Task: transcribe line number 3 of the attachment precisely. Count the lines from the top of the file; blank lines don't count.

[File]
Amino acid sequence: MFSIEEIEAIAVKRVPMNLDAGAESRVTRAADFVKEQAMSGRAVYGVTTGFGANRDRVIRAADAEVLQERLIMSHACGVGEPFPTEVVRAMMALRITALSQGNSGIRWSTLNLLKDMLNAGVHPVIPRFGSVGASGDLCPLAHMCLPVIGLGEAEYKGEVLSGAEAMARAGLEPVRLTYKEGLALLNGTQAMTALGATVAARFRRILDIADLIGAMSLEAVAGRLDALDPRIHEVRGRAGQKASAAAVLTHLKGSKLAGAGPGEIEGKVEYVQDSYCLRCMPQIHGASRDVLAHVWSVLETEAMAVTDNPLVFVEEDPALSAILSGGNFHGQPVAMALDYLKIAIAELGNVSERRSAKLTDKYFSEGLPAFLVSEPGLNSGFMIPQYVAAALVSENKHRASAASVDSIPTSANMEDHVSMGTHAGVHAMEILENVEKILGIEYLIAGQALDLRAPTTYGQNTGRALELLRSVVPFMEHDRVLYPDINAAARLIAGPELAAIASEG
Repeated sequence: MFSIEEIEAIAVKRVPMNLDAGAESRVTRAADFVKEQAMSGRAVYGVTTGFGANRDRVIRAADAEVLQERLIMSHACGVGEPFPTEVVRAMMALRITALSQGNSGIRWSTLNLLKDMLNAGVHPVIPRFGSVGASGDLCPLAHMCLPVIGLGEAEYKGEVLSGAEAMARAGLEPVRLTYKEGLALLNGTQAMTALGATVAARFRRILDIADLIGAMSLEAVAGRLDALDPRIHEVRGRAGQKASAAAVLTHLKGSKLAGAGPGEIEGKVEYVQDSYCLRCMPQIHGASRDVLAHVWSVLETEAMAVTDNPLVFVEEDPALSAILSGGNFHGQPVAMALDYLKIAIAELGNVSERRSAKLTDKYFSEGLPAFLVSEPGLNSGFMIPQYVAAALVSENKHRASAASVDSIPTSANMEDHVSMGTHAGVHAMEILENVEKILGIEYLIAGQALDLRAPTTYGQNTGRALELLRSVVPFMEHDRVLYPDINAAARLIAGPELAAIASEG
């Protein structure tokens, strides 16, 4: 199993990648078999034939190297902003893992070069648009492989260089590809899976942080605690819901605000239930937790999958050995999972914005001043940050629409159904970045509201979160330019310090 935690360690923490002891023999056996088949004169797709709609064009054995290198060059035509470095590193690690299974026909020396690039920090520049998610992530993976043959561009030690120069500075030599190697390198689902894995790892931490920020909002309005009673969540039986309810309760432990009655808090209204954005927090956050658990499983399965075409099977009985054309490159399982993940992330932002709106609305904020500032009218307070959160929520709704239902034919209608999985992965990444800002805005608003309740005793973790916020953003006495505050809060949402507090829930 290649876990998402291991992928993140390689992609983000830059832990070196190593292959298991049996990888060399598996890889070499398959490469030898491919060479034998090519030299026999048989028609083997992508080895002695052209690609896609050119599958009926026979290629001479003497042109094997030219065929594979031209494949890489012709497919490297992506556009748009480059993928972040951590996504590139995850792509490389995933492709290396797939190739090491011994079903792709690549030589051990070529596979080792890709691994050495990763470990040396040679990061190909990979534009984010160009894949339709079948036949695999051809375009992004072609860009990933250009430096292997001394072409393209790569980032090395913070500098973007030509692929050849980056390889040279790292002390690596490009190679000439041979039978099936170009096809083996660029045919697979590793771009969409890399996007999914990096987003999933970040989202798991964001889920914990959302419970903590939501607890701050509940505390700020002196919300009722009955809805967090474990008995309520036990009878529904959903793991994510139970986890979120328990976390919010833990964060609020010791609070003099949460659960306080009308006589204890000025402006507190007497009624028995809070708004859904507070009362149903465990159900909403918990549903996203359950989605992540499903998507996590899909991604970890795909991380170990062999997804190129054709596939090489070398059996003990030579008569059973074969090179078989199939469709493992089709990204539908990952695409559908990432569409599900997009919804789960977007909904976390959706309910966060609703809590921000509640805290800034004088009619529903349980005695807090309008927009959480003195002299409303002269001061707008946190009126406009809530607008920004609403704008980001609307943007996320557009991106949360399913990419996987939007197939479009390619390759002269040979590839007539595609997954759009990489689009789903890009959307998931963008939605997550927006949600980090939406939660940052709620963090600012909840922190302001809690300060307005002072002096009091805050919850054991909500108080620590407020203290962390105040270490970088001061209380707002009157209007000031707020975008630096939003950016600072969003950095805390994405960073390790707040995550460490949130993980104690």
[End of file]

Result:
């Protein structure tokens, strides 16, 4: 199993990648078999034939190297902003893992070069648009492989260089590809899976942080605690819901605000239930937790999958050995999972914005001043940050629409159904970045509201979160330019310090 935690360690923490002891023999056996088949004169797709709609064009054995290198060059035509470095590193690690299974026909020396690039920090520049998610992530993976043959561009030690120069500075030599190697390198689902894995790892931490920020909002309005009673969540039986309810309760432990009655808090209204954005927090956050658990499983399965075409099977009985054309490159399982993940992330932002709106609305904020500032009218307070959160929520709704239902034919209608999985992965990444800002805005608003309740005793973790916020953003006495505050809060949402507090829930 290649876990998402291991992928993140390689992609983000830059832990070196190593292959298991049996990888060399598996890889070499398959490469030898491919060479034998090519030299026999048989028609083997992508080895002695052209690609896609050119599958009926026979290629001479003497042109094997030219065929594979031209494949890489012709497919490297992506556009748009480059993928972040951590996504590139995850792509490389995933492709290396797939190739090491011994079903792709690549030589051990070529596979080792890709691994050495990763470990040396040679990061190909990979534009984010160009894949339709079948036949695999051809375009992004072609860009990933250009430096292997001394072409393209790569980032090395913070500098973007030509692929050849980056390889040279790292002390690596490009190679000439041979039978099936170009096809083996660029045919697979590793771009969409890399996007999914990096987003999933970040989202798991964001889920914990959302419970903590939501607890701050509940505390700020002196919300009722009955809805967090474990008995309520036990009878529904959903793991994510139970986890979120328990976390919010833990964060609020010791609070003099949460659960306080009308006589204890000025402006507190007497009624028995809070708004859904507070009362149903465990159900909403918990549903996203359950989605992540499903998507996590899909991604970890795909991380170990062999997804190129054709596939090489070398059996003990030579008569059973074969090179078989199939469709493992089709990204539908990952695409559908990432569409599900997009919804789960977007909904976390959706309910966060609703809590921000509640805290800034004088009619529903349980005695807090309008927009959480003195002299409303002269001061707008946190009126406009809530607008920004609403704008980001609307943007996320557009991106949360399913990419996987939007197939479009390619390759002269040979590839007539595609997954759009990489689009789903890009959307998931963008939605997550927006949600980090939406939660940052709620963090600012909840922190302001809690300060307005002072002096009091805050919850054991909500108080620590407020203290962390105040270490970088001061209380707002009157209007000031707020975008630096939003950016600072969003950095805390994405960073390790707040995550460490949130993980104690």